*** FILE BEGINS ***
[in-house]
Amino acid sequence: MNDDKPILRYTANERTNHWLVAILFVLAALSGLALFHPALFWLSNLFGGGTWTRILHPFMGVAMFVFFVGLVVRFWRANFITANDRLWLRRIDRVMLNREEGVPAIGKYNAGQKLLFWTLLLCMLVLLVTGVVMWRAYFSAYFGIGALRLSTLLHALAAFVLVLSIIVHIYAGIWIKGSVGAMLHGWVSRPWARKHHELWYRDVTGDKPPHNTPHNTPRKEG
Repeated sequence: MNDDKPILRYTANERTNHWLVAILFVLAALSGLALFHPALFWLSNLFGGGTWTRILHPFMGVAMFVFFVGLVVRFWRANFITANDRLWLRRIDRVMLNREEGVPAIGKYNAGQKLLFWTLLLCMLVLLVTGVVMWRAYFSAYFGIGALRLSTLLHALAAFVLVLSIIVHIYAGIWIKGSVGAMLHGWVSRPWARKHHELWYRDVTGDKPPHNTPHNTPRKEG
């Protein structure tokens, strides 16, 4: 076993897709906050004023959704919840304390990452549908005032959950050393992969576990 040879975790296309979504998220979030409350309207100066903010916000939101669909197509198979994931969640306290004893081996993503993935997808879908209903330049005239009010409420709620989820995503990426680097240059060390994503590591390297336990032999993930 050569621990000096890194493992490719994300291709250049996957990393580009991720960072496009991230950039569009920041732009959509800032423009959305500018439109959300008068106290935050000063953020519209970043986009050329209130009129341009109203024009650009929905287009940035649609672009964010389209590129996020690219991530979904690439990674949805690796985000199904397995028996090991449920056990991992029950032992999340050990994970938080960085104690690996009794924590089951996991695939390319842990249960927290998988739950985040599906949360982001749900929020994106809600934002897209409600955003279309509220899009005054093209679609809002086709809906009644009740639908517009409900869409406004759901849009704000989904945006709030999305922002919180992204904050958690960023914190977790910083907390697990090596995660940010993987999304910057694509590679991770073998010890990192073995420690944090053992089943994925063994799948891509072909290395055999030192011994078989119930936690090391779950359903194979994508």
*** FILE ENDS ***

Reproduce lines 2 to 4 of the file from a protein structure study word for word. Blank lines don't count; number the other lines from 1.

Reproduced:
Amino acid sequence: MNDDKPILRYTANERTNHWLVAILFVLAALSGLALFHPALFWLSNLFGGGTWTRILHPFMGVAMFVFFVGLVVRFWRANFITANDRLWLRRIDRVMLNREEGVPAIGKYNAGQKLLFWTLLLCMLVLLVTGVVMWRAYFSAYFGIGALRLSTLLHALAAFVLVLSIIVHIYAGIWIKGSVGAMLHGWVSRPWARKHHELWYRDVTGDKPPHNTPHNTPRKEG
Repeated sequence: MNDDKPILRYTANERTNHWLVAILFVLAALSGLALFHPALFWLSNLFGGGTWTRILHPFMGVAMFVFFVGLVVRFWRANFITANDRLWLRRIDRVMLNREEGVPAIGKYNAGQKLLFWTLLLCMLVLLVTGVVMWRAYFSAYFGIGALRLSTLLHALAAFVLVLSIIVHIYAGIWIKGSVGAMLHGWVSRPWARKHHELWYRDVTGDKPPHNTPHNTPRKEG
């Protein structure tokens, strides 16, 4: 076993897709906050004023959704919840304390990452549908005032959950050393992969576990 040879975790296309979504998220979030409350309207100066903010916000939101669909197509198979994931969640306290004893081996993503993935997808879908209903330049005239009010409420709620989820995503990426680097240059060390994503590591390297336990032999993930 050569621990000096890194493992490719994300291709250049996957990393580009991720960072496009991230950039569009920041732009959509800032423009959305500018439109959300008068106290935050000063953020519209970043986009050329209130009129341009109203024009650009929905287009940035649609672009964010389209590129996020690219991530979904690439990674949805690796985000199904397995028996090991449920056990991992029950032992999340050990994970938080960085104690690996009794924590089951996991695939390319842990249960927290998988739950985040599906949360982001749900929020994106809600934002897209409600955003279309509220899009005054093209679609809002086709809906009644009740639908517009409900869409406004759901849009704000989904945006709030999305922002919180992204904050958690960023914190977790910083907390697990090596995660940010993987999304910057694509590679991770073998010890990192073995420690944090053992089943994925063994799948891509072909290395055999030192011994078989119930936690090391779950359903194979994508």